Danny Hillis, Connection Machine Legacy 5: Cloud, GPUs, People, August 2016


You had mentioned I think when I was visiting you last, that the Connection Machine you saw as sort of a dead end. Were you talking about hardware? Because what you have just told me is that all the concepts that – I mean I know that you were, you wanted … Well I don’t think it was a dead end, I think it was ahead of its time, and the technology wasn’t quite there to do what we wanted. But it definitely showed that something like that was possible, and it got people thinking in a way that as the technology came along, that you could build, you know, you could do that economically on a large enough scale that people sort of knew how to program it, knew how to use it, and so on. I remember when I wrote the first Scientific American article on the Connection Machine, I had an hypothesis, I said look, once we had this, there’s no need to have a computer … the power of the computer in your home so much. The real power will be out, you know, in some centralized location. I didn’t call it the Cloud but that’s where you need computations, because computations want to be near each other. They don’t need to be near you once you have the bandwidth for that. And I said so you can imagine your have big computers that you use something across the nation, and then the Scientific American people made me – they were like, “that’s just too implausible. We’ll let you say, like, ‘in the same city.'” So I was like, “Okay, well fine.” So you know, one city, someplace in the center of the city, but they actually – that was the negotiation of them pushing it back because it just sounded too crazy. Wow. Well can we say that the CM-1 as a SIMD machine, that the hardware experience there flowed – hardware and software experience there – flowed into the GPU processors. And the CM-5 … Yeah. A GPU chip or even a microprocessor that has a GPU unit or a vector unit on it, you know, they have SIMD instructions on them, so you know, those are fundamentally little Connection Machines and I think if you read … its clear … I think probably people like Nvidia even acknowledge that, you know, there’re little Connection Machines on the chip, and they can put several – they actually don’t have all the things the Connection Machine had, because they don’t have the … they don’t have the connection part of it so much, but they have the map part more than they have the reduce part. Or they have the connection part, the communicate part. They’re able to do reduction. … So that’s one sense in which it exists, and then, you know, the Cloud is much more like the CM-5 it’s, you know, racks and racks of micro processors that are connected by a fast network. And so, you know, that was very much the architecture that we evolved toward, and they’re programmed very much like the CM-5 was programmed. Although they actually don’t have special hardware for reduce network anymore they just do that with the general network. And they don’t have special hardware for the map, like the graphics processors do. So it turns out for the neural networks actually the more efficient way to do it is on a bunch of the graphics processors because they do have that special, they do have that special hardware. So both things definitely take elements from the way that we did things on the Connection Machine. It’s interesting though, that in many ways the software is more primitive than … we really had it so that you can take your Fortran program and compile it to run on 10,000 processors and that pretty much doesn’t exist now. Why not??? The technology kind of lost in the whole meltdown of the super computer industry and … you know, I think it’s getting … there are DARPA programs to deal with it … again. But it’s funny seeing a technology get lost in your lifetime. Yeah, yeah. It will get rebuilt eventually. But people were able to do enough with the simpler programming paradigms … you know, the simple kind of things like MapReduce, which was definitely one of the things we used but wasn’t the only thing we used. But that’s turned out to be powerful enough to do an awful lot. So it sounds like even though Thinking Machines went belly up after, you know, little over 10 years that … in some sense it was worthwhile, both the hardware and the software and the ideas have gone on and … Well also the people have gone on, I mean it’s amazing the people that … some of them have gone on to win Nobel Prizes, or start giant research institutes, or found companies or … So what’s interesting is if you would – actually what would have been the best investment portfolio would’ve just been to invest in everybody in that building – whatever they did! And so, you know, fantastic people if you remember, like, you know, Eric Lander was just starting to play with biology using the … and is now the head of one of the biggest biology Institutes. Sydney Brenner you know was … … only insiders knew who Sydney Brenner was, he certainly hadn’t won the Nobel Prize at that point, you know. So it was things like Brewster’s search engine and his archiving the Internet just seemed like crazy ideas, nobody understood what they were. So I think a lot of … I think, you know, people went on to do kind of amazing things and … so maybe that’s how it has it’s biggest impact was a set of people got – it’s like the Manhattan Project in that sense, a set of people got together, and sort of inspired each other to go off and do great things. And yeah we did do a bunch of stuff and we did, I mean, the project that Dick Feynman was working, on which was quantum computing, and it was so absurd that only Dick Feynman was working on it, you know, that’s become a whole field! And I’m quite sure that Thinking Machines was the first company that ever worked on that! Just because they had this nutty guy called Richard Feynman who had this nutty idea that he was working on in his spare time. Yeah, yeah, yeah. So well I think it was … I think we were very lucky to have been at that time in that place, and it was certainly an extraordinary thing. If I had known even a quarter as much about this business and how the world works as I do now, it would have been able to save it for long enough to, you know, for the web come along and parallel computing to come along, but you know, I was a bad business person, made a lot of stupid mistakes and you know, I can now go back and see all kinds of things that I did wrong that I would never do today, but it wasn’t – it wasn’t what I knew about, it wasn’t what I was paying attention to then. Yeah and it did go belly up right when the web started out didn’t it, that was that was a bit of an … And remember, we were working on a web server and nobody – we couldn’t raise any money on it because nobody knew what the web was, right? Right. Sigh. But in fact, you know, a lot of those people went to Sun, and turned it – helped turn it from a workstation company into a web company. So ….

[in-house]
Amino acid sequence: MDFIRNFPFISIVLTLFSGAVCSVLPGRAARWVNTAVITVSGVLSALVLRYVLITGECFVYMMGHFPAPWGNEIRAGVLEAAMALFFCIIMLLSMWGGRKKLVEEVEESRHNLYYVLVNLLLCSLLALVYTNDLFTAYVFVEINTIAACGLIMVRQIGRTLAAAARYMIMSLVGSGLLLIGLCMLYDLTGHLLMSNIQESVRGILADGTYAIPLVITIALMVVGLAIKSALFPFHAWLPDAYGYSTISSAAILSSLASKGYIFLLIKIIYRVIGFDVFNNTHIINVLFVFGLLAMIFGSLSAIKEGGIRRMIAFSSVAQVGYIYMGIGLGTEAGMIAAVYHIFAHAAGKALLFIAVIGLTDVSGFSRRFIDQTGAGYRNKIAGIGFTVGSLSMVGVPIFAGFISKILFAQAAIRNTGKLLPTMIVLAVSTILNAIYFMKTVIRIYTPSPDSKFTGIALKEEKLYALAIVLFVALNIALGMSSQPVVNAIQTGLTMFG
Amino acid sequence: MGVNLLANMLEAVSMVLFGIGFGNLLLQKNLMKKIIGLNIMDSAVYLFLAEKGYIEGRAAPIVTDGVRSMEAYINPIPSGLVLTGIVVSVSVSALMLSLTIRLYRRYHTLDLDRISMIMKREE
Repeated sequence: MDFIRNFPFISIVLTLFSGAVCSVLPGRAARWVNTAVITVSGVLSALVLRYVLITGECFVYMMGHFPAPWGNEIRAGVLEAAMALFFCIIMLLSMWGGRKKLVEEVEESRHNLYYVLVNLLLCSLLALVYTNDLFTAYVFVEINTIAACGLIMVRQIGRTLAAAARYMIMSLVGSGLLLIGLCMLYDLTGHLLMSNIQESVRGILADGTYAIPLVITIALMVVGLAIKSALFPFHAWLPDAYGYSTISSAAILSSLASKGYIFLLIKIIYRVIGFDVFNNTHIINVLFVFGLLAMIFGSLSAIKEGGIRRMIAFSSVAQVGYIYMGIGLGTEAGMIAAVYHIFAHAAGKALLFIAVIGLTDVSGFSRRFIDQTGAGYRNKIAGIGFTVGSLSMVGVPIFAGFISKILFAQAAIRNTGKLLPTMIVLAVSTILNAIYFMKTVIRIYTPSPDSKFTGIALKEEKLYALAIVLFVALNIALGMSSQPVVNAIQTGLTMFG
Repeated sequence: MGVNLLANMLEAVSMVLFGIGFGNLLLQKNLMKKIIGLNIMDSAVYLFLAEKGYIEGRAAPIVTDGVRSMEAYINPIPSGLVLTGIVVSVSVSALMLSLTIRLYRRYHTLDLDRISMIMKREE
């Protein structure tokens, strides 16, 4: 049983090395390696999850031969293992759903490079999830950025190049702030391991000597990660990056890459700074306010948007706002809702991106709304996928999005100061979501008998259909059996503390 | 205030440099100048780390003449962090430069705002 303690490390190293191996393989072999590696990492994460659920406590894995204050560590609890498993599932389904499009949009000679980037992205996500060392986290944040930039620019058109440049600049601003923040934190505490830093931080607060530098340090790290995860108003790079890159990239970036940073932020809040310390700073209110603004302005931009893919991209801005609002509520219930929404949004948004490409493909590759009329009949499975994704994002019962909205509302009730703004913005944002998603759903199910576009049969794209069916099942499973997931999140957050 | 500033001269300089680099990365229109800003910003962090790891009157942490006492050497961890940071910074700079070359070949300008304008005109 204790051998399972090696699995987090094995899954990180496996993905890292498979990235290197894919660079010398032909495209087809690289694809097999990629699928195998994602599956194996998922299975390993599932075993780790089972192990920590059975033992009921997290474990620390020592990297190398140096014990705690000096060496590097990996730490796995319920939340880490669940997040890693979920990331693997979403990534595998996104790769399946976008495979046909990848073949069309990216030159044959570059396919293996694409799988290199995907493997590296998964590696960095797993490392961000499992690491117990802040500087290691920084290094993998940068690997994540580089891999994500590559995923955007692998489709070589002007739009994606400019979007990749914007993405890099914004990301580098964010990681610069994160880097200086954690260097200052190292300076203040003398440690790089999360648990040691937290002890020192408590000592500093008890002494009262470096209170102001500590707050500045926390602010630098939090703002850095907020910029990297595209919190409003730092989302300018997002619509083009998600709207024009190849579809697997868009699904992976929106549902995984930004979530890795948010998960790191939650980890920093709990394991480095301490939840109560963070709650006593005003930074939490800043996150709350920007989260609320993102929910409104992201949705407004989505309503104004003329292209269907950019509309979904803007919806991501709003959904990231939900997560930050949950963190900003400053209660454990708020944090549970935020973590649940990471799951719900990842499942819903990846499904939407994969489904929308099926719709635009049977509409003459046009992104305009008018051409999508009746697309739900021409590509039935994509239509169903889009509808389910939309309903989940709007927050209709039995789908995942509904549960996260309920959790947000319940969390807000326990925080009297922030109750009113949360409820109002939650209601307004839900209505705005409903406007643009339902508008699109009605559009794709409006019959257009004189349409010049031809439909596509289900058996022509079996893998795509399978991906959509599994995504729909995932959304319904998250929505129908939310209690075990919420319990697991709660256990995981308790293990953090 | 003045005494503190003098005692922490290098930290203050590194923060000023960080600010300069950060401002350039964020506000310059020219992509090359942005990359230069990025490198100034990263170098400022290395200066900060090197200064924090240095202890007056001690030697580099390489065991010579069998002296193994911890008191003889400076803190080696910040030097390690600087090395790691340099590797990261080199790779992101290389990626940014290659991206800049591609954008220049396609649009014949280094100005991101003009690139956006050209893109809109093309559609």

Comments 1

  • Great conversation
    Thanks for uploading this, Tamiko.
    It was a long time since I read The Pattern on the Stone .
    Time to revisit some chapters.